Columns 1 and 2 -- If you are canvassing a given territory with both the general population schedule (Form 7-224) and this schedule for Indian population, make two independent series of numbers for these columns, one series in each kind of schedule so that the last numbers on two schedules when added together will correctly give the whole number of dwellings and of families and enumerated in your entire district.

Column 19 -- If the Indian has no occupation and is wholly dependent on the Government f or support write "Ration Indian." If he is partly self-supporting and partly dependent upon the Government, write the occupation, and then the letter "R" (for ration). If the Indian is under ten years of age and receives rations, write "Under age -- R."

Column 29 -- Write the Indian name, if the person has one, in addition to the English name given in column 8. If the Indian has only one name Indian or English, repeat the name in this column.

Columns 30, 31 and 32 -- If the Indian was born in this country answers should be obtained, if possible, to inquiries 13, 14, and 15, relating to the state of birth of the person and of his or her parents. In any event secure the name of the tribe with which the person is connected and the name of the tribe of his or her parents, and enter the same in columns 30, 31, and 32.

Column 33 -- If the Indian has no white blood, write 0. If he or she has white blood, write, 1/2, 1/4, 1/8, whichever fraction is nearest the truth.

Column 34 -- If the Indian man is living with more than one wife, or if the Indian woman is a plural wife or has more than one husband, write "yes" If not, write "No". If the Indian is single, leave the column blank. -- If the Indian was born in this country, no entry can be made in columns 16 , 17, or 18 but for columns 35, 36, and 37 answers must be obtained. If the Indian was born in another country, answers will be made both in columns 16, 17, and 18, and in columns 35, 36, and 37, in accordance with the facts.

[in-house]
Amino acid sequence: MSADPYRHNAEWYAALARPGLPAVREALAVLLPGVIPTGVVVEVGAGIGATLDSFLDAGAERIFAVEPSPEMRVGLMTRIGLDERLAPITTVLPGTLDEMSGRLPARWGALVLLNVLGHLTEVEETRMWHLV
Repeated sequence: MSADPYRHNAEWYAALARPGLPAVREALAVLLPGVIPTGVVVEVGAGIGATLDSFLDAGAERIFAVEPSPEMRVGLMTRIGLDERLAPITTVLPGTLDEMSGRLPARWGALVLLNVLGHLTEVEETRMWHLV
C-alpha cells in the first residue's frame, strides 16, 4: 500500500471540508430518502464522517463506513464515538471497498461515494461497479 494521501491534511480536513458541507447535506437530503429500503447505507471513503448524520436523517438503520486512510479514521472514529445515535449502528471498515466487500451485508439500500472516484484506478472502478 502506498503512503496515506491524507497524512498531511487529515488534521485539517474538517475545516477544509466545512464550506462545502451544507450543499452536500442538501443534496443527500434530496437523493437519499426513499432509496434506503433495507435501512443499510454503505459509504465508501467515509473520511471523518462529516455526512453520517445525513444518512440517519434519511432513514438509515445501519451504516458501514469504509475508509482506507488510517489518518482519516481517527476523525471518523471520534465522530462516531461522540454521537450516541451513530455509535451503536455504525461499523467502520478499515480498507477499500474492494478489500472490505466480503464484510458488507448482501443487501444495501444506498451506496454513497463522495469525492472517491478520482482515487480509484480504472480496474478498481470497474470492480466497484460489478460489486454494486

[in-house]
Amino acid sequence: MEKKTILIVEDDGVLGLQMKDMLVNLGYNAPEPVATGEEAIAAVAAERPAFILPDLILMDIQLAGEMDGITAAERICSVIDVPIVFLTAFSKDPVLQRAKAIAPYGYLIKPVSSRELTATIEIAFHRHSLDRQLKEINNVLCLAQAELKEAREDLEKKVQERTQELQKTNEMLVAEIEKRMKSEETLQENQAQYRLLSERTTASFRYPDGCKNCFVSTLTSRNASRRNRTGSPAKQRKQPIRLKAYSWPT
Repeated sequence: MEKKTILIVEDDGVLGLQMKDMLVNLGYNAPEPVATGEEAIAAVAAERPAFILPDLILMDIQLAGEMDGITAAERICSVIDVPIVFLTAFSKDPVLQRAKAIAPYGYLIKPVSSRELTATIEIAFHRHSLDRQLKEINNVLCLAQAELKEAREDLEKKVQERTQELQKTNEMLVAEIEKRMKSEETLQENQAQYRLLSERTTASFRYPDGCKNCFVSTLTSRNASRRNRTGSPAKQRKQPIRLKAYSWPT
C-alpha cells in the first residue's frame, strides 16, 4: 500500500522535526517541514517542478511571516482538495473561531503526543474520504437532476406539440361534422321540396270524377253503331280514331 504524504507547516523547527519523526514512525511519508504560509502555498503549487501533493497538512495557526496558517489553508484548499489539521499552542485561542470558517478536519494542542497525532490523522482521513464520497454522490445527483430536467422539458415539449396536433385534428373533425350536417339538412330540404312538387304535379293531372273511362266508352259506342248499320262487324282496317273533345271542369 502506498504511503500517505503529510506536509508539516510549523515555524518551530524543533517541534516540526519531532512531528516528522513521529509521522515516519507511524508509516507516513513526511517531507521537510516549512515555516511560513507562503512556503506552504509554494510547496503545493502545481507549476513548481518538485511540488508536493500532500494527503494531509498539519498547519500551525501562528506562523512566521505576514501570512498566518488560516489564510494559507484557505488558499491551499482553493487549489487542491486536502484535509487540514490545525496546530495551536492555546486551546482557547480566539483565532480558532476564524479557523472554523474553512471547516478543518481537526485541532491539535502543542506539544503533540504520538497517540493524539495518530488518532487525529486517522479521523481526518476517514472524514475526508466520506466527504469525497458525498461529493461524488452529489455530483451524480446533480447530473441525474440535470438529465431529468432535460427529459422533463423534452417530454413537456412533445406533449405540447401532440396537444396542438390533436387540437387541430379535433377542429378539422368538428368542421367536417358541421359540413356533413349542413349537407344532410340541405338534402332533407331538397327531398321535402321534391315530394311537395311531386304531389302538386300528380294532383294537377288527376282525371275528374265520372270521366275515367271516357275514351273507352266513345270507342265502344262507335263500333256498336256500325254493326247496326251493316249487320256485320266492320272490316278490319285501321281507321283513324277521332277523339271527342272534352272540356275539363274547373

Column 35 -- An Indian is to be considered "taxed" if he or she is detached from his or her tribe and living among white people as an individual, and as such subject to taxation, whether he or she actually pays taxes or not, also if he or she is living with his or her tribe but has received an allotment of land, and thereby has acquired citizenship , in either of these two cases the answer to this inquiry is "Yes". An Indian on a reservation, without an allotment, or roaming over unsettled territory, is considered "not taxed," an for such Indians the answer to this inquiry is "No".

Column 36 -- If the Indian was born in tribal relations, but has acquired American citizenship, with the year in which it was acquired. If he or she has not acquired citizenship, leave the column blank.

Column 37 -- If the Indian acquired citizenship by receiving an allotment of land from the Government, write "Yes" If he or she acquired citizenship by other means, write "No" If he or she has not acquired American citizenship leave the column blank.

Column 38 -- If the Indian is living in a tent, tepee, or other temporary structure, write "movable" If he or she is living in a permanent dwelling of any kind, write "fixed."